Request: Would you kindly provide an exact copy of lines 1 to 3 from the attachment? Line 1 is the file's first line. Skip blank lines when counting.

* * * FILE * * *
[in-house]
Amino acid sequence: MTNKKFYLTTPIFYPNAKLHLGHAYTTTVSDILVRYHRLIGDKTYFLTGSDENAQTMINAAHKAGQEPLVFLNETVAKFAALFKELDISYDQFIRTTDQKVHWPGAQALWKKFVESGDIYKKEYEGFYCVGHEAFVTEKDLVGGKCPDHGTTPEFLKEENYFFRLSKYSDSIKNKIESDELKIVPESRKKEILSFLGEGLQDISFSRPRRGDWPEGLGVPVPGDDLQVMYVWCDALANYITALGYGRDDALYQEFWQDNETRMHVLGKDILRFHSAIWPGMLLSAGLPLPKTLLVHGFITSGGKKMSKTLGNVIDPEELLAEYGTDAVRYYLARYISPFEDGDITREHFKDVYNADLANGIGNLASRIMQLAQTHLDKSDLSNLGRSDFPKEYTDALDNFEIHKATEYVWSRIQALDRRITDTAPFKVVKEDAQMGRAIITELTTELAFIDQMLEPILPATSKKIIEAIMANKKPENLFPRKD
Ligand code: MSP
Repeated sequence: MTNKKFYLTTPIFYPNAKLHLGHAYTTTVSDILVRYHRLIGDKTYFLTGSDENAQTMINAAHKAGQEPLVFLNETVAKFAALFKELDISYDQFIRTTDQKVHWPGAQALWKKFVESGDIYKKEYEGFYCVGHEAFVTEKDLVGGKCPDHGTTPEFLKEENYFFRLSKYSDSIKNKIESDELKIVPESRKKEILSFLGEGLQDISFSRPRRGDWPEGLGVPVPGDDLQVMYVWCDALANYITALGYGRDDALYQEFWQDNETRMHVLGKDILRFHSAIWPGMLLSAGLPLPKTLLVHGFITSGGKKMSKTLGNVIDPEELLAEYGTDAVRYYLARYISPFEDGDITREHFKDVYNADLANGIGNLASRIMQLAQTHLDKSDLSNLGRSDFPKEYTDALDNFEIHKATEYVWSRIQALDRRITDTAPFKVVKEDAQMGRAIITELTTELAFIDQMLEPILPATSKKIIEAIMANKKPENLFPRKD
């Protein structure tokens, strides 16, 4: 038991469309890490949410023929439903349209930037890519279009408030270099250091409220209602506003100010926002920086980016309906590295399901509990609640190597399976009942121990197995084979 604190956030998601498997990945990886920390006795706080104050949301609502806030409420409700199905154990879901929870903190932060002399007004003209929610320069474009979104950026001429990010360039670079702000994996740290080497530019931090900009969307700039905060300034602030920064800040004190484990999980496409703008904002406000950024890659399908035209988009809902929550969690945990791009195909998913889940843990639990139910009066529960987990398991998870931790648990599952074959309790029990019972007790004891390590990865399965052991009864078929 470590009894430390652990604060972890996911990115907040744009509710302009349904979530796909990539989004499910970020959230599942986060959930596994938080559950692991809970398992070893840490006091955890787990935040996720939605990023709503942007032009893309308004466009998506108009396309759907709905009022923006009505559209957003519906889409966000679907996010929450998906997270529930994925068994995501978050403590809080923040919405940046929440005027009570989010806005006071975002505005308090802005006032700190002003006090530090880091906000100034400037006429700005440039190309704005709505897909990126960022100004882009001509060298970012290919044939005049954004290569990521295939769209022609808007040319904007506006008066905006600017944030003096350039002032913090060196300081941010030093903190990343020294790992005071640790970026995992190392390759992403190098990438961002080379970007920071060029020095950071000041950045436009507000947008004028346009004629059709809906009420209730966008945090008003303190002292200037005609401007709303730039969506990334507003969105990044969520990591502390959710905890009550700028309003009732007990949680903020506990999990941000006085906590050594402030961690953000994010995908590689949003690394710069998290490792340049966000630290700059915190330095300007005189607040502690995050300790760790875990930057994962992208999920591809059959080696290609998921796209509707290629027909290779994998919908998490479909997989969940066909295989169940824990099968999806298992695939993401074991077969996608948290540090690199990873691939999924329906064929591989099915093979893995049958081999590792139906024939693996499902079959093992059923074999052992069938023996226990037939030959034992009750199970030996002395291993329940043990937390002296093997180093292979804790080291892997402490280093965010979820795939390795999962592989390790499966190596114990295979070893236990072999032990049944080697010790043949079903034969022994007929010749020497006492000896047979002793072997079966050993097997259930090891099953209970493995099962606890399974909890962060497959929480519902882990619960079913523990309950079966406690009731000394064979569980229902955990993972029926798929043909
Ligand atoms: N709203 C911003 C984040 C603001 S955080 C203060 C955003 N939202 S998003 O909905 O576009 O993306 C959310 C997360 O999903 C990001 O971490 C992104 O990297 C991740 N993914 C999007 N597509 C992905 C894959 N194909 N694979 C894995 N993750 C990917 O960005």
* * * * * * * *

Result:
[in-house]
Amino acid sequence: MTNKKFYLTTPIFYPNAKLHLGHAYTTTVSDILVRYHRLIGDKTYFLTGSDENAQTMINAAHKAGQEPLVFLNETVAKFAALFKELDISYDQFIRTTDQKVHWPGAQALWKKFVESGDIYKKEYEGFYCVGHEAFVTEKDLVGGKCPDHGTTPEFLKEENYFFRLSKYSDSIKNKIESDELKIVPESRKKEILSFLGEGLQDISFSRPRRGDWPEGLGVPVPGDDLQVMYVWCDALANYITALGYGRDDALYQEFWQDNETRMHVLGKDILRFHSAIWPGMLLSAGLPLPKTLLVHGFITSGGKKMSKTLGNVIDPEELLAEYGTDAVRYYLARYISPFEDGDITREHFKDVYNADLANGIGNLASRIMQLAQTHLDKSDLSNLGRSDFPKEYTDALDNFEIHKATEYVWSRIQALDRRITDTAPFKVVKEDAQMGRAIITELTTELAFIDQMLEPILPATSKKIIEAIMANKKPENLFPRKD
Ligand code: MSP